Liars at Paradise, February 8, 2008
On the eve of Liars’ current US tour, frontman Angus Andrew — an Aussie expat — threw out his back and was, by all accounts, immobile. Not good news for a band known for the primal intensity of their performances and the occasional frenetic acrobatics of their towering lead singer. Fortunately for the capacity crowd who caught them at the Paradise last Friday, Andrew’s tender spine didn’t dampen the now LA-based foursome’s considerable energy. Dapper as always, in a raspberry red suit, Andrew started the show seated in a chair, gesticulating with his arms as he sang, but in time he was up and about, strutting peacock-like around the stage.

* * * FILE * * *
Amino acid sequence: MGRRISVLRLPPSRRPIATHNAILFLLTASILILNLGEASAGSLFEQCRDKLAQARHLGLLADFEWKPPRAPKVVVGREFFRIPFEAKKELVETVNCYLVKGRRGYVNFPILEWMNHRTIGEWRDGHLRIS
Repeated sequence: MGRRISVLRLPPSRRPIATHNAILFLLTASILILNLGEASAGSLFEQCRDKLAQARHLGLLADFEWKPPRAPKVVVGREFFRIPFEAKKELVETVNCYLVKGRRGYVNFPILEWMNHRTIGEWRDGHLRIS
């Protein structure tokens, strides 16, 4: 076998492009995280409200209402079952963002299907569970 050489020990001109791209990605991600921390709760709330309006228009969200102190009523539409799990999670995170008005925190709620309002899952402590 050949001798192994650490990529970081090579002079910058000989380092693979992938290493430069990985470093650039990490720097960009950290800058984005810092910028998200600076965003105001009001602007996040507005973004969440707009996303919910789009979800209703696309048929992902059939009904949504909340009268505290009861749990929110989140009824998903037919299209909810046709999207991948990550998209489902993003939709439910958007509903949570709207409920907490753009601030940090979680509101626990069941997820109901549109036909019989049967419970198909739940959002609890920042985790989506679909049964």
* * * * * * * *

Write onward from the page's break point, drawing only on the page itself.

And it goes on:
Liars are known for taking risks and for their æsthetic unpredictability. In 2000 they were on the crest of the neo-post-punk wave, pushing it to an abstract limits by deconstructing verse/chorus/verse structures with a mix of electronic drums and synths and organic drums, bass, and guitar. So the surprising thing about their homonymous fourth album, on Mute, is the lack of surprises. Liars is their most straightforward, song-oriented release, with little of the discordant experimentation of its predecessors.
At the Paradise, the band mixed and matched old and new. The hazy, Jesus and Mary Chain–style rocker “Freak Out” and the quasi-metal “Plaster Casts of Everything” — both from Liars — gave them a chance to flex their rock muscles. But it was when they dipped into the apocalyptic funk of 2001’s They WereWrong,So We Drowned and 2006’s Drums Not Dead that the mix of tribal beats, screaming vocals, angular guitars, and, on “Let’s Wrestle,” two drummers reached full force. No surprise that Andrew couldn’t stay in his seat.
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